We learned that one plus one adds up to a lot more than two. We learned just how rewarding working together can be.

I’ve referenced that book and this story before. It’s a book I refer back to quite often. That story always sticks out. But, it’s incredibly telling not only about the type of leader Eisner was, but also the type of leader Frank Wells was. While the story is from Eisner’s point of view, I would love to have heard it from Wells’ as well. I suspect it would have been something to the effect of:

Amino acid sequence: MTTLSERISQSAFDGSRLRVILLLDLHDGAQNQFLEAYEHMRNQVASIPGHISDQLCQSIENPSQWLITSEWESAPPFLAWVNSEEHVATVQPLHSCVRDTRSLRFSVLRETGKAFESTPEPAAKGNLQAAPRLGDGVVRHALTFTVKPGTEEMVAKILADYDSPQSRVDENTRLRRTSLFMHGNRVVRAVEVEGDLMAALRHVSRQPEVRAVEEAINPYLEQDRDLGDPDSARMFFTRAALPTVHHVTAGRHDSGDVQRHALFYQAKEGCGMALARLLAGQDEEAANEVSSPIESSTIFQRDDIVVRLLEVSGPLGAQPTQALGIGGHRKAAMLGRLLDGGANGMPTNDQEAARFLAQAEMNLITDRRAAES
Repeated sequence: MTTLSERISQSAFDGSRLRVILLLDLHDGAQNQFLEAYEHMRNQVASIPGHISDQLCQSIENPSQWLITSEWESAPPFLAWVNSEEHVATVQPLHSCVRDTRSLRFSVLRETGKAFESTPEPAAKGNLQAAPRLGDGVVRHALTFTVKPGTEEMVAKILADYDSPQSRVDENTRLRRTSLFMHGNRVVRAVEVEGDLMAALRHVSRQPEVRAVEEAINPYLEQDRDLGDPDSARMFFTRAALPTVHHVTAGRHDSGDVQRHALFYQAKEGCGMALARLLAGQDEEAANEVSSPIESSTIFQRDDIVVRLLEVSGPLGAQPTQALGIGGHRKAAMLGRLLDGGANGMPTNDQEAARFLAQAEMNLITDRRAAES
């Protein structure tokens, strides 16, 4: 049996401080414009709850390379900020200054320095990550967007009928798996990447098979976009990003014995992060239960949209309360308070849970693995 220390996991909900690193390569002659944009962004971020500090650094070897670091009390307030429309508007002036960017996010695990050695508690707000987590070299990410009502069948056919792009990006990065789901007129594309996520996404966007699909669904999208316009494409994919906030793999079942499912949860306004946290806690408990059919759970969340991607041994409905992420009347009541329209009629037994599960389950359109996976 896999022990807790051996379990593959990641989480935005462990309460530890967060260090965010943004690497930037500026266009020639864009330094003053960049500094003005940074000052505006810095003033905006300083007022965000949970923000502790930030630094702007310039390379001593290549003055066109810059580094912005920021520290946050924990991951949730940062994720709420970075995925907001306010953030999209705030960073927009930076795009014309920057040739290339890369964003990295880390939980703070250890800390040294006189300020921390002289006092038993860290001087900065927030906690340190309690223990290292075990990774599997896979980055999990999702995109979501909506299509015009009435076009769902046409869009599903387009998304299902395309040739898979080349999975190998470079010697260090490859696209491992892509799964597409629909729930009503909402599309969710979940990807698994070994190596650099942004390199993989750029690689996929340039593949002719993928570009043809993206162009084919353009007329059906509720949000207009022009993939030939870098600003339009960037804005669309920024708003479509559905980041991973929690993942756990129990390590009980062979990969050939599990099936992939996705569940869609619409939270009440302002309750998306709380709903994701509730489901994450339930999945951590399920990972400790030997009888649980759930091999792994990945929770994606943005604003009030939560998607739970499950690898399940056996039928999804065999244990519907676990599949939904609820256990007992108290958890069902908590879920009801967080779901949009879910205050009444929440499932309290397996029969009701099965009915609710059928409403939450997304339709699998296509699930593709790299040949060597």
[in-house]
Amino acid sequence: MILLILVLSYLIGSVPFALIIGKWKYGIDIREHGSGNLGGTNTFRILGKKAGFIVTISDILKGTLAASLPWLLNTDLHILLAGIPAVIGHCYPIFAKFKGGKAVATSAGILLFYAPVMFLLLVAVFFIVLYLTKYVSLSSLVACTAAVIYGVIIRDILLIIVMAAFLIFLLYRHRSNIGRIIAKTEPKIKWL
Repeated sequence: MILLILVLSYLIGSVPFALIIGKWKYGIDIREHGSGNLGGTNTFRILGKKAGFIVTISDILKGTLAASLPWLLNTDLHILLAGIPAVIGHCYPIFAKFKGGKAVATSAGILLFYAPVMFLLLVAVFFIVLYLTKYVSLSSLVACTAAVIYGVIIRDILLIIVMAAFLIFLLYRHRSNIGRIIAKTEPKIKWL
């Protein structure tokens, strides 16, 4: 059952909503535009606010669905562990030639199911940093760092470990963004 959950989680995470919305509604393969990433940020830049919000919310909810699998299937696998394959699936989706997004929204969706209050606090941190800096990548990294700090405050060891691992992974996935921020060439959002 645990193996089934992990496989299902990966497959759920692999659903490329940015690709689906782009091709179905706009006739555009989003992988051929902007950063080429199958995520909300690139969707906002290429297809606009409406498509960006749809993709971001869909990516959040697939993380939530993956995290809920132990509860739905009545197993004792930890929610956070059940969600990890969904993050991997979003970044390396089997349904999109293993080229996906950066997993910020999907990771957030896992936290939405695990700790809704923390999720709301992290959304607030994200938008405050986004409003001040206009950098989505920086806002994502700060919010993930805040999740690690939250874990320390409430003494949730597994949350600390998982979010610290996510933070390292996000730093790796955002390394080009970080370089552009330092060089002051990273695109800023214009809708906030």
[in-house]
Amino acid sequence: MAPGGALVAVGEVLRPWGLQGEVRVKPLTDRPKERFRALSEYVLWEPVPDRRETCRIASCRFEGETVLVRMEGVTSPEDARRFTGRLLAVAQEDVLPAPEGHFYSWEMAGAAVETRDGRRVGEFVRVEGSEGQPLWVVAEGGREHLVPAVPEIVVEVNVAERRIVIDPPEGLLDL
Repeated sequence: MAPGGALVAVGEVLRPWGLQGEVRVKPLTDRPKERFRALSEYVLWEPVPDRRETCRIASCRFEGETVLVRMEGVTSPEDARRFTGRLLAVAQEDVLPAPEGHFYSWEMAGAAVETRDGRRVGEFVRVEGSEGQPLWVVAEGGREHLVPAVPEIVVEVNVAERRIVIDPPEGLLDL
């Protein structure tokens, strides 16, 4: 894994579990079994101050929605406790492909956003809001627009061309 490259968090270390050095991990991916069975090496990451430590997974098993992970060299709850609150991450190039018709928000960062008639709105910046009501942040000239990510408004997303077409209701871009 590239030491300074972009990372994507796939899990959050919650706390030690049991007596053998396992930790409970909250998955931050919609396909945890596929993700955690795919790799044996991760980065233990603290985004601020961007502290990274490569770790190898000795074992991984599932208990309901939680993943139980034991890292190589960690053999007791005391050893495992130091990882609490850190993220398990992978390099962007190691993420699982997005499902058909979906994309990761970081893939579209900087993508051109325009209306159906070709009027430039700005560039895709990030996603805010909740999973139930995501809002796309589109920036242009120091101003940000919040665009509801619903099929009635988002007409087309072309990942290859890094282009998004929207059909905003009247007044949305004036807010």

In that moment, I realized that having the title of sole CEO was Michael’s non-negotiable. I couldn’t care less about my title. Disney was big enough for both of us to be busy, inspired and impactful. What I did know is that there was no way I’d be successful without someone like Michael as a partner. For me, the decision was easy. I would take the role of COO, Michael could be CEO and we’d accomplish more together than apart. I’d have to give up the title of CEO to get something much more valuable; the success for Disney that we both craved and the board demanded.

Maybe not 100% what he would have said, but I suspect, pretty close. It’s also the approach I’ve taken of late and I couldn’t be more satisfied.